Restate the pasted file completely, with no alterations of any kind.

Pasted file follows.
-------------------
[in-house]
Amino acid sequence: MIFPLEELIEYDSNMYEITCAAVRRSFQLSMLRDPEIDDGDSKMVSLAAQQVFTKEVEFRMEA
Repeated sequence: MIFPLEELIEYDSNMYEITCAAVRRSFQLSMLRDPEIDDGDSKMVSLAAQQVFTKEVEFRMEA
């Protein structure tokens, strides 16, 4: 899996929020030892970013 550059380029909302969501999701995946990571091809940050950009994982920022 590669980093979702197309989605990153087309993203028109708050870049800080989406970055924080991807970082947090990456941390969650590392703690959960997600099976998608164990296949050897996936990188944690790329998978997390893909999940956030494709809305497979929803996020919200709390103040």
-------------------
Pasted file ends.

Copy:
[in-house]
Amino acid sequence: MIFPLEELIEYDSNMYEITCAAVRRSFQLSMLRDPEIDDGDSKMVSLAAQQVFTKEVEFRMEA
Repeated sequence: MIFPLEELIEYDSNMYEITCAAVRRSFQLSMLRDPEIDDGDSKMVSLAAQQVFTKEVEFRMEA
């Protein structure tokens, strides 16, 4: 899996929020030892970013 550059380029909302969501999701995946990571091809940050950009994982920022 590669980093979702197309989605990153087309993203028109708050870049800080989406970055924080991807970082947090990456941390969650590392703690959960997600099976998608164990296949050897996936990188944690790329998978997390893909999940956030494709809305497979929803996020919200709390103040």